Anxiety

March 15, 2016

How To Form A New Habit: and Change An Old One

How to form a new habit: and change an old one.

By: Jennifer Seip, LMFT, MA

Take a moment and think about the first time you drove to a place where you had never been before. How did you get there? Did you use a map or follow your GPS? Did you have to pay attention to road signs and landmarks? Most likely, your answer to this question is yes.

Likewise, think about the most recent time you traveled to that same place. Was it easier? Were you still paying as close attention to those signs as you did the first time? Or, did you have to pay attention at all?

If this feeling of being on autopilot is familiar. Have you ever wondered why it happens?

To sum up, as our brains become more and more familiar with a particular behavior, something strange happens. That behavior becomes mostly automatic.

What happens to the brain as it forms a new habit?how to change habits, philadelphia couples therapy, couples counseling, marriage, therapy, counseling, philadelphia, society hill, hatboro, pa

Think of your brain as computer or a smart phone. The more you search for a particular subject online or use a certain word when texting, the more often your device will recognize what you are typing. Then it will auto-correct. Sometimes this is nice, and other times it’s annoying.

Similarly, our brains work the same way with habits. The more often we repeat something, the more times our brain will recognize what we want before we’ve finished our task.

However, this becomes challenging when our own auto-correct system writes down the wrong word, or fails to do the task that we originally wanted to accomplish.

Why are habits formed?

In short, habits are the human brains way of saving space. If we didn’t have habits, our brains would be on overdrive. Eventually we would fill up with too much information and crash, similar to a computer.

How To Create New Habits

Studies show that the people who are most successful at overcoming bad habits have a few things in common. how to change habits, philadelphia couples therapy, couples counseling, marriage, therapy, counseling, philadelphia, society hill, hatboro, paThese are: Self Efficacy, Action Planning, and Satisfaction.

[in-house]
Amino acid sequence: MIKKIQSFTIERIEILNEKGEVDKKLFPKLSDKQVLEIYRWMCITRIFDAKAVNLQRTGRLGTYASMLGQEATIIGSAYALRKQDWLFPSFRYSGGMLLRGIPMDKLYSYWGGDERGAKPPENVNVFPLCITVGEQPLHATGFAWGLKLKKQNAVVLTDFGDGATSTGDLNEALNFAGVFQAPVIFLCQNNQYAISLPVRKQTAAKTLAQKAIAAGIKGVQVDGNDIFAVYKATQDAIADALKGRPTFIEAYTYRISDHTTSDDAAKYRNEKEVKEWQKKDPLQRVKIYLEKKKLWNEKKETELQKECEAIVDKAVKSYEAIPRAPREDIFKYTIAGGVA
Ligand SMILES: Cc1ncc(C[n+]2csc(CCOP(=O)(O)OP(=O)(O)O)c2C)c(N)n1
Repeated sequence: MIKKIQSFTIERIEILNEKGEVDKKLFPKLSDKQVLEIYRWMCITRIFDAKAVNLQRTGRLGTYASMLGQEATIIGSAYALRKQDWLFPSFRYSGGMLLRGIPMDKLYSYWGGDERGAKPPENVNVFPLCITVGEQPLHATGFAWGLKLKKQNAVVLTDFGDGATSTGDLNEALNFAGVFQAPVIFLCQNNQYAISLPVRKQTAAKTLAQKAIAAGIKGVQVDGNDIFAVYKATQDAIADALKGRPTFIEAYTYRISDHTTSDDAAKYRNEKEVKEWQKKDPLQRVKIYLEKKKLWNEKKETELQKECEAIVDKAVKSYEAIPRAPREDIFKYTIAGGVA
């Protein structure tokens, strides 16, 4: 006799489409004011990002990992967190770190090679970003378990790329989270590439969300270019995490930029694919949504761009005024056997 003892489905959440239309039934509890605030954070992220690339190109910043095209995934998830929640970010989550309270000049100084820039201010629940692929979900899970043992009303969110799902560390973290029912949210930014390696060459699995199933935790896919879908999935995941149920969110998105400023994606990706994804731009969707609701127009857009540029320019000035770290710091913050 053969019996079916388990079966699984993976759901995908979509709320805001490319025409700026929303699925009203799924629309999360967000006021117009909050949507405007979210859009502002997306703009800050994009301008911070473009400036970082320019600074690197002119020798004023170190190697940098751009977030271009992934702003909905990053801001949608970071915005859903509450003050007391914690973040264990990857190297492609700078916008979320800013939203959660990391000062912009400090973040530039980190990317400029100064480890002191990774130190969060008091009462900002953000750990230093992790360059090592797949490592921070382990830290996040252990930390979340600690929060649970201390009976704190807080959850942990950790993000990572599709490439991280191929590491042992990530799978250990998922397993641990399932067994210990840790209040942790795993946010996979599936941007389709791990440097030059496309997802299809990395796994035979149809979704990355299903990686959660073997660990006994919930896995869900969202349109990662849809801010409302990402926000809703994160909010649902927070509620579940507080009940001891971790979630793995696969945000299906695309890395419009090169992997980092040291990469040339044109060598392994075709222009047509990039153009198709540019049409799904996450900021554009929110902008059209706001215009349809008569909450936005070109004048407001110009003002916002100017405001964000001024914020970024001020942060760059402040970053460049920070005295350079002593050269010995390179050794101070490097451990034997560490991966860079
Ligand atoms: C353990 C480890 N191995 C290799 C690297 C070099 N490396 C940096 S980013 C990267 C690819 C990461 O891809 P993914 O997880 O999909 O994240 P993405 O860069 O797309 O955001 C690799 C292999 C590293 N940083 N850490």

Self- Efficacy is the belief that something can be done. For example, someone might say “I believe that I can make my bed every day!”

Action Planning, is having a system in place to stick to every day. Furthermore, if you are having difficulty maintaining a new habit, it is the individuals who continuously plan their activities who are more successful.

Satisfaction is continuing to see positive results.

Finally, once a new behavior is implemented, it must be repeated frequently. As this occurs gradually, the changed behavior will become more automated.

 

References

Fleig L., Pomp, S., Schwarzer, R., & Lippke, S. (2013). Promoting Exercise Maintenance: How

Interventions With Booster Sessions Improve Long-Term Rehabilitation Outcomes. Rehabilitation Psychology, 58(4), 232-333 doi: 10.1037/a0033885

Graybiel, A.M., & Smith, K.S. (2014). GOOD HABITS, BAD HABITS. Scientific American, 310(6), 38-43.

Trafton, A. (2012, October 29). How the brain controls our habits. Retrieved November 13, 2014, from

MIT News: http://newsoffice.mit.edu/2012/understanding-how-brains-control-our-habits-1029

Like this? Try one of these great articles next!

How Insight About The Left and Right Brain Can Lead You To Euphoria

HOW PTSD EFFECTS THE BRAIN

How To Know When You Should Leave A Long-Term Relationship

Want to learn more about habit formation? Try this book!

The Power of Habit: Why We Do What We Do in Life and Business